Social work services are an integral part of overall health care.  At VA facilities across the country, social workers are available to assist Veterans in a variety of settings to include the primary care clinic, during hospitalization, at emergency department visits, in mental health and rehabilitation units, and upon enrollment in specialty medical programs.

March is designated at National Professional Social Work Month and VA Texas Valley Coastal Bend Health Care System, social workers Maribel Barcenas, Cynthia Gonzalez and Alondra Muñiz, were recognized for their work with Veterans.

VA social worker Maribel Barcenas is asked to hold up the plaque recently presented to her by Cameron County officials for her outstanding work with Veterans.

Maribel Barcenas holds the plaque recently presented to her by Cameron County, Texas, officials for her work with Veterans.  Cynthia Gonzalez and Alondra Muñiz were also recognized. The trio works at the Harlingen VA Outpatient Clinic.

“It’s very fitting that three of our social workers have this ceremony take place this month,”  said Joe A. Perez, the health care system’s director. “March is National Professional Social Work Month and special ceremonies like this one provide an opportunity for social workers across the country to turn the spotlight on the profession and highlight the important contributions they make to society. Having the local community take notice and recognize the great work of our employees is a testament of the caliber of professionals we have working here, especially if you take in to consideration that there are more than 12,000 VA social workers who provide care and services for our nation’s Veterans.”

Dr. Yasisca Pujols was also recognized for her efforts and contributions to the Cameron County Veterans Treatment Court, which she directly interacts with as a Veterans Justice Outreach coordinator for VA Texas Valley Coastal Bend Health Care System. The Veterans Justice Outreach program, which commonly known as VJO, was created to provide timely access to VA services for eligible Veterans to avoid unnecessary criminalization and incarceration of Veteran offenders with mental illness.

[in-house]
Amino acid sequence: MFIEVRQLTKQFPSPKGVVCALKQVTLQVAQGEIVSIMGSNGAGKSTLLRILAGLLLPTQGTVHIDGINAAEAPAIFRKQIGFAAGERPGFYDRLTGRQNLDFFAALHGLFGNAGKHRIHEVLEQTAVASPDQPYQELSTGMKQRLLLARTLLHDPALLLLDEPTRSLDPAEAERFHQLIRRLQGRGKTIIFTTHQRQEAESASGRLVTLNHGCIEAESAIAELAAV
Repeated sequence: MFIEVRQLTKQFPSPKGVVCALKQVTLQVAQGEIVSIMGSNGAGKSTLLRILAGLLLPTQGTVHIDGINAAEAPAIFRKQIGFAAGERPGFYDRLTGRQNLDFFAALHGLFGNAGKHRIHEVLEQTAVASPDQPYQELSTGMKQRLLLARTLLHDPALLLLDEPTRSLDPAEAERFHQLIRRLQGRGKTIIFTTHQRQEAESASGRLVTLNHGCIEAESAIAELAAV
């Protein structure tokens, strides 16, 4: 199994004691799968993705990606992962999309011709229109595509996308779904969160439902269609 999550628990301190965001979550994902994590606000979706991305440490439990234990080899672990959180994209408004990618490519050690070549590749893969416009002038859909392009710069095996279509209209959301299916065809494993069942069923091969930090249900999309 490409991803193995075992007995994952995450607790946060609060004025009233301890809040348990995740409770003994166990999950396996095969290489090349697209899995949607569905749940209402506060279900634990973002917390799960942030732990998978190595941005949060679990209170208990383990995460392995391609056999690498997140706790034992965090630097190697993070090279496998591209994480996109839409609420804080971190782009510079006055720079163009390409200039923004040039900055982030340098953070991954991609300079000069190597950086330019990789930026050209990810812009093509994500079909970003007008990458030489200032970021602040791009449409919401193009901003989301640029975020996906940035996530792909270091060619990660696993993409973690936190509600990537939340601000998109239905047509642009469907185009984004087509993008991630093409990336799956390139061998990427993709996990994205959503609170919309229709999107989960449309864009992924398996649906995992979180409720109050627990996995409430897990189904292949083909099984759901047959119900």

“The VA is making a system-wide effort to ensure access to services for all Veterans at risk for homelessness, substance abuse, mental illness, and physical health issues,” said Perez.“Having top-county leaders like Judge Treviño, and Cameron County Sheriff Omar Lucio take part in events that recognize the outstanding work being done by our employees is proof that system-wide efforts such as the VJO program are working, along with many of our other social work programs and services.”

“It feels very good to receive an award and be recognized by important leaders in the community, but I think the real reward is having the opportunity to serve our Veterans,” said social worker Maribel Barcenas.



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Published on Mar. 28, 2018

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